• Consider bartering services with another business or parent of the center. For example, if you wanted to start a soccer program you might ask a parent that you know coaches soccer if they would mind loaning balls to the school and possibly help with coaching. In return, you might give them a discount on child care. If you were to barter with a local business, you might not be able to offer discounts but there are other trades you could make. Perhaps you could offer a local restaurant a free ad in your weekly newsletter in exchange for equipment and tools to run your cooking classes.
  • Try partnering with local charities. If, for example, there is a local children’s charity looking for help with simple tasks like sorting clothes or canned foods, you can have your students help with this job. Another great example might be a food kitchen for which the children could prepare baked goods. This is a great way to teach young children to appreciate what they have and parents will be thrilled at the idea of their children starting charity work at such a young age! This type of program would be inexpensive, if not free.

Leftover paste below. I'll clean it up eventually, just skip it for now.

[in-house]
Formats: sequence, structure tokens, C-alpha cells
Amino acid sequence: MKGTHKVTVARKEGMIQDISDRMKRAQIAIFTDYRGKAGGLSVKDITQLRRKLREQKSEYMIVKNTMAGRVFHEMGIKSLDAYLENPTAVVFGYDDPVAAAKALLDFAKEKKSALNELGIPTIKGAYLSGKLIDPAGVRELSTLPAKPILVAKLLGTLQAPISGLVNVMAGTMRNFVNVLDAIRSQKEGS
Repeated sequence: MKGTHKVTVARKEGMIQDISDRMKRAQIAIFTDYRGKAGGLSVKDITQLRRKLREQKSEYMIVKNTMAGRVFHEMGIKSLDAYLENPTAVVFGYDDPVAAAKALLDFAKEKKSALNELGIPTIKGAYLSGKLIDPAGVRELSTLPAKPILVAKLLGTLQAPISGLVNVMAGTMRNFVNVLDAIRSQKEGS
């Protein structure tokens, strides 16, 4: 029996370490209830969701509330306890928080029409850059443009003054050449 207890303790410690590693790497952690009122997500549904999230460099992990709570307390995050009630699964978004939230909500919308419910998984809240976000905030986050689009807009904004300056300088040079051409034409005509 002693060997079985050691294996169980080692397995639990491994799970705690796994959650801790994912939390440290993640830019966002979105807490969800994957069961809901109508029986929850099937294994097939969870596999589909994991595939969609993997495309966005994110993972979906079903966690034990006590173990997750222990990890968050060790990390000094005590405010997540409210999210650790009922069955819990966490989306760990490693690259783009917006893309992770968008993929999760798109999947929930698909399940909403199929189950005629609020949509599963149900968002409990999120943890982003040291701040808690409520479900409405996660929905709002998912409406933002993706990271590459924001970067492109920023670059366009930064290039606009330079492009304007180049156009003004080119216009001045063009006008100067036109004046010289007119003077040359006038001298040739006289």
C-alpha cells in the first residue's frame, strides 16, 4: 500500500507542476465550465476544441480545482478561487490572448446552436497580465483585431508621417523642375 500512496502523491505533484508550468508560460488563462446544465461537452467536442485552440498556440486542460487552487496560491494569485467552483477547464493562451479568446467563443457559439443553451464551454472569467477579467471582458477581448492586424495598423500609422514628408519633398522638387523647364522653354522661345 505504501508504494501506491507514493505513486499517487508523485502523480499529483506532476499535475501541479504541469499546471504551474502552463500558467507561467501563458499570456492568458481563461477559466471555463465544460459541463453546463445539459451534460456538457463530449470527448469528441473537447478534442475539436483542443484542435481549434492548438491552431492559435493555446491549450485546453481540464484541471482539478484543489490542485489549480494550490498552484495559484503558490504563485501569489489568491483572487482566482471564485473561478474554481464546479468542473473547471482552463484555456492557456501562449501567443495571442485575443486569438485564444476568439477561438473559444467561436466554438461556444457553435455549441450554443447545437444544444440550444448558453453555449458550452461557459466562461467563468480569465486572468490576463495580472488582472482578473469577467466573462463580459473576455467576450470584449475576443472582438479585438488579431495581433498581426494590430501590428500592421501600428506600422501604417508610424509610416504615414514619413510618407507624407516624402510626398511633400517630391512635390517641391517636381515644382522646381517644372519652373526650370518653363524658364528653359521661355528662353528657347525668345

• Have the older kids help as teaching assistants or instructors. If you have any older classrooms at your center, or if you run an after-school program, you might have the older children help. Of course, there would always be adult supervision but allowing older kids the opportunity to take on leadership roles is a key to their future success. They could simply help around the rooms or they could run their own little activities. For example, they could put on puppet shows for the younger children or engage them in an outdoor game. This, again, would be very cheap if not totally free.

Parents want to know that their kids are getting the most out of their time with you. It is an enormous decision to leave their child with you for so many hours a day and they want to know that they can expect the very best from your staff and teachers. They will be beyond pleased to hear that you have these types of programs at your center.